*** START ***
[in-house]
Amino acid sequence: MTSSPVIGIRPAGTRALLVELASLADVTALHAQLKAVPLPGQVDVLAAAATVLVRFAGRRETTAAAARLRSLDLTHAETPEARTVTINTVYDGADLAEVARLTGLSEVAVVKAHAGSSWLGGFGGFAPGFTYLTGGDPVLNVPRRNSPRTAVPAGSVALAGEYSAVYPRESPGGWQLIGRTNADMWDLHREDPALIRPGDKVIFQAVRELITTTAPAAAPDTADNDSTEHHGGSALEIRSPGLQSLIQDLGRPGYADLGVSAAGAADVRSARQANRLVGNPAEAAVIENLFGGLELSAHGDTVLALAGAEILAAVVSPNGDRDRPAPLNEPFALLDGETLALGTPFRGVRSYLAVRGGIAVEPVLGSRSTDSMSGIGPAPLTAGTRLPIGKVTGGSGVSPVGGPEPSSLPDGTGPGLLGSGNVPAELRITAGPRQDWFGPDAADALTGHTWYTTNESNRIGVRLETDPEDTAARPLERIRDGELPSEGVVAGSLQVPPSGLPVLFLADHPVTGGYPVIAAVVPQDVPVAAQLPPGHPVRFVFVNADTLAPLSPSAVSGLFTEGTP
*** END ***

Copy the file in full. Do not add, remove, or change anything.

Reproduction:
[in-house]
Amino acid sequence: MTSSPVIGIRPAGTRALLVELASLADVTALHAQLKAVPLPGQVDVLAAAATVLVRFAGRRETTAAAARLRSLDLTHAETPEARTVTINTVYDGADLAEVARLTGLSEVAVVKAHAGSSWLGGFGGFAPGFTYLTGGDPVLNVPRRNSPRTAVPAGSVALAGEYSAVYPRESPGGWQLIGRTNADMWDLHREDPALIRPGDKVIFQAVRELITTTAPAAAPDTADNDSTEHHGGSALEIRSPGLQSLIQDLGRPGYADLGVSAAGAADVRSARQANRLVGNPAEAAVIENLFGGLELSAHGDTVLALAGAEILAAVVSPNGDRDRPAPLNEPFALLDGETLALGTPFRGVRSYLAVRGGIAVEPVLGSRSTDSMSGIGPAPLTAGTRLPIGKVTGGSGVSPVGGPEPSSLPDGTGPGLLGSGNVPAELRITAGPRQDWFGPDAADALTGHTWYTTNESNRIGVRLETDPEDTAARPLERIRDGELPSEGVVAGSLQVPPSGLPVLFLADHPVTGGYPVIAAVVPQDVPVAAQLPPGHPVRFVFVNADTLAPLSPSAVSGLFTEGTP